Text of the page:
# Results

The results from the binary logit models are presented in Table 4.3. Starting with Friends Influence, the model implies that boys are 10.5 percentage points (ppts), or 120.0%, more likely to be influenced by their friends in making their decision about which HEI to attend, while students in a DEIS school are 7.8 ppts (50.0%) less likely to be influenced by their peers, all else equal. We also find that students living farTable 4.3 Binary logit models of friends, sibling and parent influence on choice of HEI

 Variable Friends Influence Sibling Influence Parent Influence Male 0.105 (2 99)*** 0.034 (0.57) -0.038 (1.29) Honours Subjects 0.037 (1.07) -0.235 (2.41)** 0.031 (0.63) Honours Subjects Sq -0.004 (1.21) 0.022 (2.59)*** -0.003 (0.75) Mother Higher Education -0.023 (1.02) -0.016 (0.34) 0.088 (2.85)*** Grant Eligibility = Yes -0.016 (0.58) -0.037 (0.52) -0.055 (1.94)* Grant Eligibility = Don't Know -0.042 (1.43) 0.018 (0.34) -0.044 (1.31) DEIS School -0.078* (1.93) -0.100 (1.30) 0.099 (2.92)*** Single Sex School 0.018 (0.76) 0.044 (0.82) -0.018 (0.49) Distance Chosen HEI -0.000 (0.63) -0.002 (4.78)*** 0.000 (0.68) Distance Nearest HEI 0.001 (1.98)** 0.005 (4.09)*** -0.001 (1.37) Region Y Y Y Wald x2 statistic 218.56 106.88 36.30 Prob > x2 0.000 0.000 0.016 Observations 855 421 931

Notes: The table presents estimated average marginal effects from three separate binary logit models of Friends Influence, Sibling Influence and Parent Influence. Absolute values of t-statistics are presented in parentheses. Y denotes region indicator variables included in the model and were found to be statistically significant. *** denotes statistically significant at 1%, ** denotes statistically significant at 5%, and * denotes statistically significant at 10%. Standard errors are clustered at the school level Source: Analysis of data from Walsh et al. (2017)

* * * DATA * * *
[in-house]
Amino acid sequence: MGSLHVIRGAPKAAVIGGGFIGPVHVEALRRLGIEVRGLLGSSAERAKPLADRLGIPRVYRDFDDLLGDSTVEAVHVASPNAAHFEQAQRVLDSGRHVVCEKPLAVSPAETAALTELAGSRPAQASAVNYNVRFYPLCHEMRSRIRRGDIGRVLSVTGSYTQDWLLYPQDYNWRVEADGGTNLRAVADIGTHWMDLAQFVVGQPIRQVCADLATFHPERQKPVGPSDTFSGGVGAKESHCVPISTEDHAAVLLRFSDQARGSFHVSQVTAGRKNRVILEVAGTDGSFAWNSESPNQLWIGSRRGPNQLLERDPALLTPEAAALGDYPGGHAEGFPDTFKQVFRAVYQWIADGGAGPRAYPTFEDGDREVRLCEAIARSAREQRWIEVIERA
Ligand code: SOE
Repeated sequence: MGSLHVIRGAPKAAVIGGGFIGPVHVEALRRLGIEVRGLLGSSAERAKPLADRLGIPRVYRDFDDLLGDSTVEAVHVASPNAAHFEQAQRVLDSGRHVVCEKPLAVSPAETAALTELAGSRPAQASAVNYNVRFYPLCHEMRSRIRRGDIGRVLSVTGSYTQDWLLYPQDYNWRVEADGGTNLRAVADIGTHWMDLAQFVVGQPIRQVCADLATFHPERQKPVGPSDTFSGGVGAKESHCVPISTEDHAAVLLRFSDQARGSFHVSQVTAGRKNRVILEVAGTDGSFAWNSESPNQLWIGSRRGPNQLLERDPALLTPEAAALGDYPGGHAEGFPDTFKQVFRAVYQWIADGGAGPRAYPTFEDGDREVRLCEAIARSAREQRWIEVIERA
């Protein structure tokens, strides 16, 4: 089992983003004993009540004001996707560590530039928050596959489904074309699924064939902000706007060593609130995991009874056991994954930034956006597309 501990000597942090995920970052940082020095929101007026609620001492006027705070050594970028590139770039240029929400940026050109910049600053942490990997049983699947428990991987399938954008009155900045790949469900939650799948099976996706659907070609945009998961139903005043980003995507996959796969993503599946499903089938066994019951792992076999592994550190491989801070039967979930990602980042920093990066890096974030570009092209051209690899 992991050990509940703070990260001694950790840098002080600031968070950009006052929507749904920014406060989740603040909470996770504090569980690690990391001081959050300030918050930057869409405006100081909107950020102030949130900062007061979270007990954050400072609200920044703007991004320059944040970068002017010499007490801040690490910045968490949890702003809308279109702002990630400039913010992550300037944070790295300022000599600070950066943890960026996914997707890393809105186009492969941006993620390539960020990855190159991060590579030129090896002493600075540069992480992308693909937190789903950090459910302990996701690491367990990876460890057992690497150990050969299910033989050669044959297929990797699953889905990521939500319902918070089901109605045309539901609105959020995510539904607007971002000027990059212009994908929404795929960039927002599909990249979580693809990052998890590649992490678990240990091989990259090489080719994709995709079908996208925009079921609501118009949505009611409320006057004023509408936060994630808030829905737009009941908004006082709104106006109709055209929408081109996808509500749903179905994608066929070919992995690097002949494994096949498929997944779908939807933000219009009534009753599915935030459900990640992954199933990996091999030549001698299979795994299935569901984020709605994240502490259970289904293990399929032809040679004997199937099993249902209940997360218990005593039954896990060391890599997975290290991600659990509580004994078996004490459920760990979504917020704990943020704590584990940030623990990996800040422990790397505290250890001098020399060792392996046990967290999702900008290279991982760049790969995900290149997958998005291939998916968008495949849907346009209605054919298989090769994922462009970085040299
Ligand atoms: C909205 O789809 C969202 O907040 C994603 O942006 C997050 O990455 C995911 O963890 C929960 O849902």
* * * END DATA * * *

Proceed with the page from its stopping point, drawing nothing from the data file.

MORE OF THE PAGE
ther away from a HEI are more likely to take their friends’ choices into account. In terms of Sibling Influence, the evidence suggests a non-linear U-shaped association with number of honours subjects, while distance to chosen HEI is negatively associated with this influence and distance to nearest HEI is positively associated with it. Finally, we find Parent

Influence to be 8.8 ppts (13.0%) higher for students whose mother has completed higher education, 5.5 ppts (7.1%) lower for those eligible for a student grant and 9.9 ppts (14.0%) higher for students in DEIS schools, all else equal.

Overall these results suggest that boys are more likely than girls to be influenced by their peers, though there are no differences across gender for sibling and parent influences. Mother’s education is not associated with the extent to which students are influenced by their peers’ or siblings’ choices but strongly and positively correlated with parental influence. Being eligible for a student grant does not seem to affect the likelihood of peer or sibling influence but does matter for parent influence. In particular, grant eligibility is correlated with lower levels of parental guidance. Students in DEIS schools differ from students in non-DEIS schools in terms of both peer and parent influence, with the former less likely to be influenced by their friends and more likely to be influenced by their parents. Finally, geographic proximity to HEIs also appears to matter for peer and sibling influence, a finding that adds to the analysis in Chap. 3.